Winter music festivals in Europe
As winter takes hold in the Northern Hemisphere, hibernation may seem like the only option. But across the top of the world, a calendar of festivals promises to warm the shorter days and ignite the longer nights.
Whether you want to revel in Reykjavik or party amid the pistes of Bulgaria, your festival season need not be confined to Australia's summer. Wristbands at the ready – it's time to wrap up warm and discover new bands in foreign lands.
Born in the post-punk era of 1979, the groundbreaking French festival Trans Musicales (December 2-6) has witnessed a wave of varying musical styles over the ages, from grunge to hip-hop and electronic music. Eclectic acts to have graced the stages at the Parc des Expositions centre, close to the Breton capital of Rennes, include Nirvana, Daft Punk, Portishead and LCD Soundsystem. Expect to be exposed to the next big thing and indulge in some serious beard stroking at the Meet and Debate schedule of talks.
The university city of Groningen in the north of the Netherlands sees its population swell in winter as crowds descend for the annual Eurosonic Noorderslag festival (January 13-16). With a reputation for showcasing Europe's up-and-coming acts, the line-up next year includes Belfast-formed Pleasure Beach, who recently released their first EP, and established Dutch favourites DeWolff, who specialise in psychedelic blues. Previous performers include James Blake, Bastille and Royal Blood.
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Iceland's other-worldly landscape has long nurtured musical talent, such as Bjork and Sigur Ros. So it's perhaps little wonder that the country's cool capital, Reykjavik, will act as the winter home of the Barcelona-born music festival Sonar (February 18-20).
The city's Harpa concert hall – a stunning, LED-lit beauty that overlooks Faxafloi Bay – is the location for the event. Intrepid music lovers will get the chance to watch acts such as electro DJ Hudson Mohawke and Detroit rapper Angel Haze perform across five indoor stages, before delving into the lively late-night scene of the world's northernmost capital.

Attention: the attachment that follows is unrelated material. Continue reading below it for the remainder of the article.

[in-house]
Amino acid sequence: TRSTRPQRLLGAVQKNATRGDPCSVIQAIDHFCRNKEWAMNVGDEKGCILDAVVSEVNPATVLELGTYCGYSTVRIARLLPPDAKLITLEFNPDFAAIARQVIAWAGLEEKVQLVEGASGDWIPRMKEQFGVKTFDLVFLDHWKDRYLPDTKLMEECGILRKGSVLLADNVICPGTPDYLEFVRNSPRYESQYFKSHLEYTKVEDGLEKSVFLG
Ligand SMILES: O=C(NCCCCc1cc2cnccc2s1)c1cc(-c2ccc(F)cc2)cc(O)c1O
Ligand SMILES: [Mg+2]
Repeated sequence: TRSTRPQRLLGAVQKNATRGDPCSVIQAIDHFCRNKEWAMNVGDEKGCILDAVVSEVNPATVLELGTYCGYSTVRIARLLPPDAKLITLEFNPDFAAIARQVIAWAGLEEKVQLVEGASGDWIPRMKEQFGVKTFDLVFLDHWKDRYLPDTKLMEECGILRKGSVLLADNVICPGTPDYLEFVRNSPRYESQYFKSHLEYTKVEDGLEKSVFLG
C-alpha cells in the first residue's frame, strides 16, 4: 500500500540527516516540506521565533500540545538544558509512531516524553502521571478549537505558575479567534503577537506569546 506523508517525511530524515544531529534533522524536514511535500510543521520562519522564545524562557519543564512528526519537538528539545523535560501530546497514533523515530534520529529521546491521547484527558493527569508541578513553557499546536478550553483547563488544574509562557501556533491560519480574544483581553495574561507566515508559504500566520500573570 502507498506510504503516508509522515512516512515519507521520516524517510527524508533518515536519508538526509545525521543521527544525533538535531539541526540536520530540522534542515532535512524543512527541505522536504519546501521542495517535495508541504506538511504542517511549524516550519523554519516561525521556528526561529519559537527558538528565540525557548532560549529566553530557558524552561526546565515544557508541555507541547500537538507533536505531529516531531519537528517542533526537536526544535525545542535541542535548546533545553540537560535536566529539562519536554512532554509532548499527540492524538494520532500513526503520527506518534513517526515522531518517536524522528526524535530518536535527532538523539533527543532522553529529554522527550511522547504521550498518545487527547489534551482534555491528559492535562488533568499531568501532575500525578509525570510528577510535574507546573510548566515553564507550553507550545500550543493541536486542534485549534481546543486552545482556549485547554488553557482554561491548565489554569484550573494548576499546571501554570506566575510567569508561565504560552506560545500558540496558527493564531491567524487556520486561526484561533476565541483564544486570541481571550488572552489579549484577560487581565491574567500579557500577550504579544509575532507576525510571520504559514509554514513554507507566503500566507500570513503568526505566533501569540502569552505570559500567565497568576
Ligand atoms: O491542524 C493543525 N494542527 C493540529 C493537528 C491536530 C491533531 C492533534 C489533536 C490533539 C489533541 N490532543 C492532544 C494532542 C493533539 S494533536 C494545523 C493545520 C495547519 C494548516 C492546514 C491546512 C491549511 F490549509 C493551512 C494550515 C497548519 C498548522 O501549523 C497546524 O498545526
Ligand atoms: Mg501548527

“Come in from the cold,” beckons the website of by:Larm, a festival that takes over Oslo from March 2-5. If you're interested in Nordic music, this is the destination for you.
Around 100 acts are due to perform from across the Northern European nations of Denmark, Finland, Iceland, Sweden and, of course, Norway, following in the footsteps of previous regional success stories such as Royksopp, First Aid Kit and Lykke Li.
At the tail end of winter, the Horizon Festival (March 12-17) claims to be Europe's biggest ski party. And who's to argue with an event that promises 120 DJs, 75 kilometres of slopes and 30 parties across 15 venues, with nightly supper clubs, forest stages and a hot-tub cinema? There are even thermal pools and a spa if it all gets too much.
The venue is Bansko Ski Resort in Bulgaria and dance music is the order of the day. Goldie and Levon Vincent are topping the line-up at present, with more acts to be announced soon.
Horizon Festival - Europe’s Greatest Ski Party 12 — 18 March 2016 / Bansko, Bulgaria www.horizonfestival.net #horizon #snow #winter #festival #party #ski #skiing #snowboard #snowboarding #holiday #music #bansko #bulgaria #snowfestival #skifestival #winterfestival #mountain #danmedhurst Photo by @danmedhurst
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This article was written by Laura Holt from The Independent and was legally licensed through the NewsCred publisher network.